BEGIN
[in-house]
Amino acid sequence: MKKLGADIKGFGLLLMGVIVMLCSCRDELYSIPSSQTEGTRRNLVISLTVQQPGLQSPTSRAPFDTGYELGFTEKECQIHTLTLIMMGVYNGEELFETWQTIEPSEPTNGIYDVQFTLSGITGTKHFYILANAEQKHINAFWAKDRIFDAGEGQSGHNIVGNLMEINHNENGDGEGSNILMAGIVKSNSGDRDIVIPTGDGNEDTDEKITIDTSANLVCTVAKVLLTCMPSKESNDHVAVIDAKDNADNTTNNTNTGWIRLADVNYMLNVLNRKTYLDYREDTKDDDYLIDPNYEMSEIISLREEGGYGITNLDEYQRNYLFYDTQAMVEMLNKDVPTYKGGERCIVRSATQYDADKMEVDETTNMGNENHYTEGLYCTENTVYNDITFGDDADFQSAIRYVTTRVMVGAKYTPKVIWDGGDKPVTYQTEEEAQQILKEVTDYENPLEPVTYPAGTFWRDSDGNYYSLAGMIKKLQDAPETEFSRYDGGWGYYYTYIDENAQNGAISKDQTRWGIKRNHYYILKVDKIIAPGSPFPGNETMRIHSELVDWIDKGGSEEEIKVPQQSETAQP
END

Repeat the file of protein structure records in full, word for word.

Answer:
[in-house]
Amino acid sequence: MKKLGADIKGFGLLLMGVIVMLCSCRDELYSIPSSQTEGTRRNLVISLTVQQPGLQSPTSRAPFDTGYELGFTEKECQIHTLTLIMMGVYNGEELFETWQTIEPSEPTNGIYDVQFTLSGITGTKHFYILANAEQKHINAFWAKDRIFDAGEGQSGHNIVGNLMEINHNENGDGEGSNILMAGIVKSNSGDRDIVIPTGDGNEDTDEKITIDTSANLVCTVAKVLLTCMPSKESNDHVAVIDAKDNADNTTNNTNTGWIRLADVNYMLNVLNRKTYLDYREDTKDDDYLIDPNYEMSEIISLREEGGYGITNLDEYQRNYLFYDTQAMVEMLNKDVPTYKGGERCIVRSATQYDADKMEVDETTNMGNENHYTEGLYCTENTVYNDITFGDDADFQSAIRYVTTRVMVGAKYTPKVIWDGGDKPVTYQTEEEAQQILKEVTDYENPLEPVTYPAGTFWRDSDGNYYSLAGMIKKLQDAPETEFSRYDGGWGYYYTYIDENAQNGAISKDQTRWGIKRNHYYILKVDKIIAPGSPFPGNETMRIHSELVDWIDKGGSEEEIKVPQQSETAQP